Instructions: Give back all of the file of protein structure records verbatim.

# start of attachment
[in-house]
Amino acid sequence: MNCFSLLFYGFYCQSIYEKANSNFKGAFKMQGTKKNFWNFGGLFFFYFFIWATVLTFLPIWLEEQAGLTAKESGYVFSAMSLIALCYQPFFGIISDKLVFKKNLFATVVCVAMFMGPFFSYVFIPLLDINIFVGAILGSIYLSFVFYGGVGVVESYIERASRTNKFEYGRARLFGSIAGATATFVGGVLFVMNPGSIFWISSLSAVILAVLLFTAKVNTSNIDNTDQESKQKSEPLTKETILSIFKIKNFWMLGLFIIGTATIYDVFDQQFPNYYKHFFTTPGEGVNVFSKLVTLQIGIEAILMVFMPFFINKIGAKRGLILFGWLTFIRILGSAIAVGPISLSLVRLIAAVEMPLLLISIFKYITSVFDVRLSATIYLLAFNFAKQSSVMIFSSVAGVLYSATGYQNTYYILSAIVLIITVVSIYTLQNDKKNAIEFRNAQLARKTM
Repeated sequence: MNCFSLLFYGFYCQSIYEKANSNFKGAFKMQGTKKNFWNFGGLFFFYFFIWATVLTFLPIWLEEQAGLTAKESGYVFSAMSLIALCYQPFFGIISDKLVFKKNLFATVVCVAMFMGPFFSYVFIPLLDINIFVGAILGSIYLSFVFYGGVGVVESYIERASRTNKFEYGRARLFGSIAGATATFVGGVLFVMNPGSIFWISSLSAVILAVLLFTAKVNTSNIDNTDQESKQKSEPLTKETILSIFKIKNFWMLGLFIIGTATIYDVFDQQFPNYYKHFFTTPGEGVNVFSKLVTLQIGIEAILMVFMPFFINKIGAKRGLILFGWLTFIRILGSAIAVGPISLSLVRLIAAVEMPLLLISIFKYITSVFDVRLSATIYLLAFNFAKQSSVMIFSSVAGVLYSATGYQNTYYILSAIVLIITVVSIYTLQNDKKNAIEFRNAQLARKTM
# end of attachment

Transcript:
[in-house]
Amino acid sequence: MNCFSLLFYGFYCQSIYEKANSNFKGAFKMQGTKKNFWNFGGLFFFYFFIWATVLTFLPIWLEEQAGLTAKESGYVFSAMSLIALCYQPFFGIISDKLVFKKNLFATVVCVAMFMGPFFSYVFIPLLDINIFVGAILGSIYLSFVFYGGVGVVESYIERASRTNKFEYGRARLFGSIAGATATFVGGVLFVMNPGSIFWISSLSAVILAVLLFTAKVNTSNIDNTDQESKQKSEPLTKETILSIFKIKNFWMLGLFIIGTATIYDVFDQQFPNYYKHFFTTPGEGVNVFSKLVTLQIGIEAILMVFMPFFINKIGAKRGLILFGWLTFIRILGSAIAVGPISLSLVRLIAAVEMPLLLISIFKYITSVFDVRLSATIYLLAFNFAKQSSVMIFSSVAGVLYSATGYQNTYYILSAIVLIITVVSIYTLQNDKKNAIEFRNAQLARKTM
Repeated sequence: MNCFSLLFYGFYCQSIYEKANSNFKGAFKMQGTKKNFWNFGGLFFFYFFIWATVLTFLPIWLEEQAGLTAKESGYVFSAMSLIALCYQPFFGIISDKLVFKKNLFATVVCVAMFMGPFFSYVFIPLLDINIFVGAILGSIYLSFVFYGGVGVVESYIERASRTNKFEYGRARLFGSIAGATATFVGGVLFVMNPGSIFWISSLSAVILAVLLFTAKVNTSNIDNTDQESKQKSEPLTKETILSIFKIKNFWMLGLFIIGTATIYDVFDQQFPNYYKHFFTTPGEGVNVFSKLVTLQIGIEAILMVFMPFFINKIGAKRGLILFGWLTFIRILGSAIAVGPISLSLVRLIAAVEMPLLLISIFKYITSVFDVRLSATIYLLAFNFAKQSSVMIFSSVAGVLYSATGYQNTYYILSAIVLIITVVSIYTLQNDKKNAIEFRNAQLARKTM